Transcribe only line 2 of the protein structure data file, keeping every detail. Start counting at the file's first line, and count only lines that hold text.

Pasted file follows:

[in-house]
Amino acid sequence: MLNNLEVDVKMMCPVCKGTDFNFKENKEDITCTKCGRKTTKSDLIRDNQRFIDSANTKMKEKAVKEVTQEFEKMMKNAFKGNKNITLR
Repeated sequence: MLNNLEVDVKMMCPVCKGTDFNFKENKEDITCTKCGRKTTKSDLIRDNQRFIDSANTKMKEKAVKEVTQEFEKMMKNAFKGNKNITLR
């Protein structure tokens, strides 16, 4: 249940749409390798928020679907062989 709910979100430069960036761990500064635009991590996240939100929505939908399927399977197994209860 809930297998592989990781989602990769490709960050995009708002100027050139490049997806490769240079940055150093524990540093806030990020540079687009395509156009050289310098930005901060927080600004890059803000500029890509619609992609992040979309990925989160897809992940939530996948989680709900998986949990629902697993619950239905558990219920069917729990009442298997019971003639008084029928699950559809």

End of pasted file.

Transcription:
Amino acid sequence: MLNNLEVDVKMMCPVCKGTDFNFKENKEDITCTKCGRKTTKSDLIRDNQRFIDSANTKMKEKAVKEVTQEFEKMMKNAFKGNKNITLR